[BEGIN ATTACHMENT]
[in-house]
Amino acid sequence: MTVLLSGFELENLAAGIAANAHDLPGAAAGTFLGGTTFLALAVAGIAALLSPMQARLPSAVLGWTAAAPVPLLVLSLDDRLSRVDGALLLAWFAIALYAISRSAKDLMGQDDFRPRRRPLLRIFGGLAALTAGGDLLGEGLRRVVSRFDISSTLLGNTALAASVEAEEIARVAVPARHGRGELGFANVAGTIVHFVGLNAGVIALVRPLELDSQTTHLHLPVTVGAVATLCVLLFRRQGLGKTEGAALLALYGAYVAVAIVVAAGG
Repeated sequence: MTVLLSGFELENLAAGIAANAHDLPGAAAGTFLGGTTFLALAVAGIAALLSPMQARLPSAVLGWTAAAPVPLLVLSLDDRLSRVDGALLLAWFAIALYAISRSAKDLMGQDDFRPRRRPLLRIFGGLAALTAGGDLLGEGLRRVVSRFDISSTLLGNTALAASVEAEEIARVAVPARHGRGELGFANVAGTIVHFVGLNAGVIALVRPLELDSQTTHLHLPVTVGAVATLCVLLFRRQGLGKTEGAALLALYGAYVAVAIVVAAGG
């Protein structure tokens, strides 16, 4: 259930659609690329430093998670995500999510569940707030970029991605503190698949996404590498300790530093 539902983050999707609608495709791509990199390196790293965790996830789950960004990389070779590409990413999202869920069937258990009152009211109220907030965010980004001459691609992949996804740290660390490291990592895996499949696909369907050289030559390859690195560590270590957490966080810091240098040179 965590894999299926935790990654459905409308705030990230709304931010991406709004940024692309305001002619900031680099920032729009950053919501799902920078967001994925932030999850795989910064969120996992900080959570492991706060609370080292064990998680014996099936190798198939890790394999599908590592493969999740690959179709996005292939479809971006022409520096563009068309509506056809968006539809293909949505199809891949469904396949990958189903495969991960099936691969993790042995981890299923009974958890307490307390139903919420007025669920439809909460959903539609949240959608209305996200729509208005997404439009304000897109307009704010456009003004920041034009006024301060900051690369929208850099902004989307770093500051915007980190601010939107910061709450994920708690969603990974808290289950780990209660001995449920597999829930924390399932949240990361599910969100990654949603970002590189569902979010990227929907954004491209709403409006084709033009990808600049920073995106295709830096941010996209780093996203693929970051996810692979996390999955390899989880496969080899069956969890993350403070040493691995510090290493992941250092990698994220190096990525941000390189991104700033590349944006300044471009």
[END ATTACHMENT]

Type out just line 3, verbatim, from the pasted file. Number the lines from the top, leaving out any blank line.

Repeated sequence: MTVLLSGFELENLAAGIAANAHDLPGAAAGTFLGGTTFLALAVAGIAALLSPMQARLPSAVLGWTAAAPVPLLVLSLDDRLSRVDGALLLAWFAIALYAISRSAKDLMGQDDFRPRRRPLLRIFGGLAALTAGGDLLGEGLRRVVSRFDISSTLLGNTALAASVEAEEIARVAVPARHGRGELGFANVAGTIVHFVGLNAGVIALVRPLELDSQTTHLHLPVTVGAVATLCVLLFRRQGLGKTEGAALLALYGAYVAVAIVVAAGG